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Microsoft Business Network Gets Shut Down

Microsoft is pulling the plug on its Microsoft Business Network, but plans to roll its EDI-like functionality into business applications, the company confirmed Thursday.
Microsoft is pulling the plug on its Microsoft Business Network (MBN) but plans to roll its EDI-like functionality into business applications, the company confirmed Thursday.

The Redmond, Wash.-based software giant last month had announced its plan to shut down MBN on the network's newsgroup site. Though MBN will cease to operate, the company insisted that it's not dead. Instead, Microsoft aims to expand the network's functionality into future versions of its business management applications, including Axapta 4.0.

"Our customers and partners have indicated that they want more capabilities than what they are receiving today from MBN as a stand-alone application," Microsoft said in a statement released Thursday to CRN. "From a partner perspective, Microsoft will reach out to all partners that we have actively engaged with to determine a plan of action for their MBN customers and educate our partners on the appropriate next steps for any MBN leads in the channel."

A company spokeswoman couldn't specify when Microsoft will cease sales of the MBN online subscription service but said the timetable would be based on the "logistics" of pulling it from the channel.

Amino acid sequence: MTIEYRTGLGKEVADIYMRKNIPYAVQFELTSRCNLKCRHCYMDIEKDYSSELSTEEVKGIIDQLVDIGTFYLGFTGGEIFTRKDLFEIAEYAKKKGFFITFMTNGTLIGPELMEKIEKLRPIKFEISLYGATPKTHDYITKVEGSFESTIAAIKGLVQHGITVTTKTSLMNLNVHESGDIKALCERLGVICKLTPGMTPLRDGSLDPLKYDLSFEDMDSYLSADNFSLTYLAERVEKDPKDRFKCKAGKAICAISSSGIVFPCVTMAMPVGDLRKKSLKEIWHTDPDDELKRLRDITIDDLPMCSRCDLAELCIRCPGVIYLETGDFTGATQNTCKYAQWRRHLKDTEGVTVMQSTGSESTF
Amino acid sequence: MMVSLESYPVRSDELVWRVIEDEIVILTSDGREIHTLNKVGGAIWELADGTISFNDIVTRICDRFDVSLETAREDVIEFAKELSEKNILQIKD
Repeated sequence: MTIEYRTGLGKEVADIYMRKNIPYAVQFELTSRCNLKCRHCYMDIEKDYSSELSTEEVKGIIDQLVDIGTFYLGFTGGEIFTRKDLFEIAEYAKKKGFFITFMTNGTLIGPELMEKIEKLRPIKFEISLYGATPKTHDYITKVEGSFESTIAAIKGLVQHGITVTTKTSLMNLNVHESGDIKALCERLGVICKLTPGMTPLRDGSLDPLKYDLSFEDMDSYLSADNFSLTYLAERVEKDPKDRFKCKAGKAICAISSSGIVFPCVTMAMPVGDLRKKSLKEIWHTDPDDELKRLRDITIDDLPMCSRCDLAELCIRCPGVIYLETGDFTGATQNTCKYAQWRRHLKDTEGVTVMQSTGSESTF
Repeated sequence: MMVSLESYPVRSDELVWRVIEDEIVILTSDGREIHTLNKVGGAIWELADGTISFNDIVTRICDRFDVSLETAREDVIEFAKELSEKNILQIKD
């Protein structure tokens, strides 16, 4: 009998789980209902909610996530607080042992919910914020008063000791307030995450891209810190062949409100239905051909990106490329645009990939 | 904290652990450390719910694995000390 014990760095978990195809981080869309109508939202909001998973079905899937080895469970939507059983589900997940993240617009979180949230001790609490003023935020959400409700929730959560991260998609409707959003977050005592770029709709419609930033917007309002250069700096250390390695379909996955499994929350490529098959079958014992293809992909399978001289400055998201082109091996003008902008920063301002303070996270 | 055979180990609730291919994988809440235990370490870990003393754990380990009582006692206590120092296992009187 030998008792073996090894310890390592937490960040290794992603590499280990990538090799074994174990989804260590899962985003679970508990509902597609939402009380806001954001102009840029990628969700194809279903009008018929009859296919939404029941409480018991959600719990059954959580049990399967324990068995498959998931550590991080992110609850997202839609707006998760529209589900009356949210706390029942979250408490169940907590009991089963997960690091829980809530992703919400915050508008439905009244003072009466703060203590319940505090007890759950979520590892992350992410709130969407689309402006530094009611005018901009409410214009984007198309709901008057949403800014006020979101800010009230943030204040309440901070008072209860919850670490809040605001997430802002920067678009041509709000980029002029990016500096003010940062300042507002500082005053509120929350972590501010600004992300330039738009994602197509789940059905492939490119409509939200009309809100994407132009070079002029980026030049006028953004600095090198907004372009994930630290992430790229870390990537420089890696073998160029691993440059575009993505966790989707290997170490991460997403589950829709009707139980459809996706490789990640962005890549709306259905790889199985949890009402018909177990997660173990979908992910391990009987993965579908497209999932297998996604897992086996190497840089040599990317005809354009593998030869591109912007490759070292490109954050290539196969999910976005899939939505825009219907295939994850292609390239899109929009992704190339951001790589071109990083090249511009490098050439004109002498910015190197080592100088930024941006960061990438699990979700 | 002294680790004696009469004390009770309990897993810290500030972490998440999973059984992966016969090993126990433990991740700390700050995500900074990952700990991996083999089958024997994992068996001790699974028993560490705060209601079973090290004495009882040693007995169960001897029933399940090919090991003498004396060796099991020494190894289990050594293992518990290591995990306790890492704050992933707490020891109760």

MBN allows small and midsize businesses to automate the exchange of electronic documents such as purchase orders and quotes between trading partners using XML process templates. The service, first highlighted at Microsoft Business Solutions' North American customer conference in 2003, offers integration with Outlook 2003, Excel 2003 and Microsoft Great Plains.

Microsoft said the collaboration scenarios that MBN enables are "back-office system integration intensive," and the current version of the network doesn't allow Axapta users, for example, to electronically receive a sales order from a customer into their purchase order system and then send the followup documentation. Integrating those capabilities, as well as Web services and XML support in Microsoft Business Solutions applications, will provide better, more seamless business-to-business transactions, according to Microsoft.

One Microsoft partner, who requested anonymity, said he doesn't think the end of MBN is a big deal, since the functionality will be integrated into Microsoft Business Solutions applications. "It was kind of weird. They made a big deal out of it, and then it just disappeared. But this stuff really does need to belong more around BizTalk or with the other MBS apps, because it's really just EDI on steroids," said the partner, a Mid-Atlantic solution provider. "They probably figured out they screwed up and are trying to recover."